Astrid Magnussen is a 15 year old girl, living in California. Her mother, Ingrid, is a beautiful, free-spirited poet. Their life, though unusual, is satisfying until one day, a man named Barry Kolker (that her mother refers to at first as “The goat man”) comes into their lives, and Ingrid falls madly in love with him, only to have her heart broken, and her life ruined. For revenge, Ingrid murders Barry with the deadly poison of her favourite flower: The White Oleander. She is sent to prison for life, and Astrid has to go through foster home after foster home. Throughout nearly a decade she experiences forbidden love, religion, near-death experiences, drugs, starvation, and how it feels to be loved. But throughout these years, she keeps in touch with her mother via letters to prison. And while Ingrid’s gift is to give Astrid the power to survive, Astrid’s gift is to teach her Mother about love. —IMDb.com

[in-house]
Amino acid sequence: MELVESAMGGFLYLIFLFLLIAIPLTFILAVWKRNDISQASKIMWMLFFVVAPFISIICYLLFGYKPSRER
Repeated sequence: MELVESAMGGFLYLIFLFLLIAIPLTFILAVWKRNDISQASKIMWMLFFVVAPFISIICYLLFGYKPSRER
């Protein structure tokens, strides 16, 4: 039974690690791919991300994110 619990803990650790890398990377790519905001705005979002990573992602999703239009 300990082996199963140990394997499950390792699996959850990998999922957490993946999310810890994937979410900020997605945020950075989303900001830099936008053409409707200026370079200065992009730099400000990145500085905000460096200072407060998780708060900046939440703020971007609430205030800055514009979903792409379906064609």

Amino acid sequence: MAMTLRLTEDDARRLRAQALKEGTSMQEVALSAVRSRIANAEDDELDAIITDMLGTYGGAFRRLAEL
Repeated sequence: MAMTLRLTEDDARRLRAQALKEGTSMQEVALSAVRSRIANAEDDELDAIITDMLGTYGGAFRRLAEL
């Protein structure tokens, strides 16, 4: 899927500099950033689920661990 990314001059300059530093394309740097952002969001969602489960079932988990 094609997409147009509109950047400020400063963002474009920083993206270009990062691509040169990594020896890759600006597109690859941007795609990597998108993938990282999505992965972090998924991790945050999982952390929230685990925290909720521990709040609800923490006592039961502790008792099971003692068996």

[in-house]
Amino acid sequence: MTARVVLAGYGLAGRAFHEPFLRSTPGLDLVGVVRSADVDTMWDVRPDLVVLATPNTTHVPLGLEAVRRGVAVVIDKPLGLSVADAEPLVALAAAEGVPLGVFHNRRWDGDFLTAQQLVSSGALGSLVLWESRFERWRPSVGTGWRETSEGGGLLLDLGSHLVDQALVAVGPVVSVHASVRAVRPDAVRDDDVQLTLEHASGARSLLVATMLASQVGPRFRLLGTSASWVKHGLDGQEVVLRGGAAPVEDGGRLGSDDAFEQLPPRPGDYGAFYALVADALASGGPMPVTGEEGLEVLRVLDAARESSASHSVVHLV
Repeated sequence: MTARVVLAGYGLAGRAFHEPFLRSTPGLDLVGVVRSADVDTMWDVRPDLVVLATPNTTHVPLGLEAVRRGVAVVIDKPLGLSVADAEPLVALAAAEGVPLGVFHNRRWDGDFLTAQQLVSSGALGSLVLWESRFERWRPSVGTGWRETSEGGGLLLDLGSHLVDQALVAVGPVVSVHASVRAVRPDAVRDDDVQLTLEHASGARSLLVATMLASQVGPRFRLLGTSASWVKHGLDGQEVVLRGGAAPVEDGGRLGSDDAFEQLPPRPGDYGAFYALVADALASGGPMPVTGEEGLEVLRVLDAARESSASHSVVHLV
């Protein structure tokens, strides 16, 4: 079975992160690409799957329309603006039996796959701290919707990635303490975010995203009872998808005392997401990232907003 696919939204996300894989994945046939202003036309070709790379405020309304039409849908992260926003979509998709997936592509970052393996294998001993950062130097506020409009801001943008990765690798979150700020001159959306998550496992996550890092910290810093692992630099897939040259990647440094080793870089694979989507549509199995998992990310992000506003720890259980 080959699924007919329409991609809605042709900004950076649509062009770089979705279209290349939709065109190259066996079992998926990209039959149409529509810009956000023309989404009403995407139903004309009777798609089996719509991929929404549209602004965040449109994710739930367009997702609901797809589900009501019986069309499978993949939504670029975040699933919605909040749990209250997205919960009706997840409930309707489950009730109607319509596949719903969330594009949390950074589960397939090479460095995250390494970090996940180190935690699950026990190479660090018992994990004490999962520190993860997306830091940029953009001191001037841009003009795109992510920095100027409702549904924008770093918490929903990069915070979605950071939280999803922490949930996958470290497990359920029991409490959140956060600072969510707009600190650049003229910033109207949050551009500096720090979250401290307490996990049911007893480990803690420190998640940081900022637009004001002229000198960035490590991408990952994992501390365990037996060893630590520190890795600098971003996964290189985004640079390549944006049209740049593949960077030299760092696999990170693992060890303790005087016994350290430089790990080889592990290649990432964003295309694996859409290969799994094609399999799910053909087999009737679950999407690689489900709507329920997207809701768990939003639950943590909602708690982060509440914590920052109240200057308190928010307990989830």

Peter Kosminsky (born 1956, London) is a British writer, director and producer. He has directed Hollywood movies such as White Oleander and television films like Warriors, No Child of Mine, The Government Inspector and The Promise.
Born in London in 1956, he attended Haberdashers’ Aske’s School and Oxford University where he studied chemistry under Dr John Danby of Worcester College, Oxford and was elected JCR President. He spent much of his time at the university involved in student theatre, where he was treasurer of the Oxford University Dramatic Society. He produced Twelfth Night for the OUDS which toured to northern France and starred a young Hugh Grant.
On graduation in 1980, he joined the staff of the BBC in London as a general trainee, alongside Kevin Lygo (now head of studios at ITV), Dominic Cameron (former Managing Director of ITV.com) and Peter Salmon (former Controller of BBC1).
On finishing his training in 1982, Kosminsky became a script editor in the… read more
I'd seen this before... however, I was at the time still something of an "unskilled" consumer. "Uneven" (IMHO) is a fair assessment, though I wouldn't say I was indifferent - I found parts of this film to be extremely powerful. Solid performances throughout... in fact, among Michelle Pfeiffer's best - however, Alison Lohman's performance is clearly the standout... as usual, she is an intangible ethereal spark...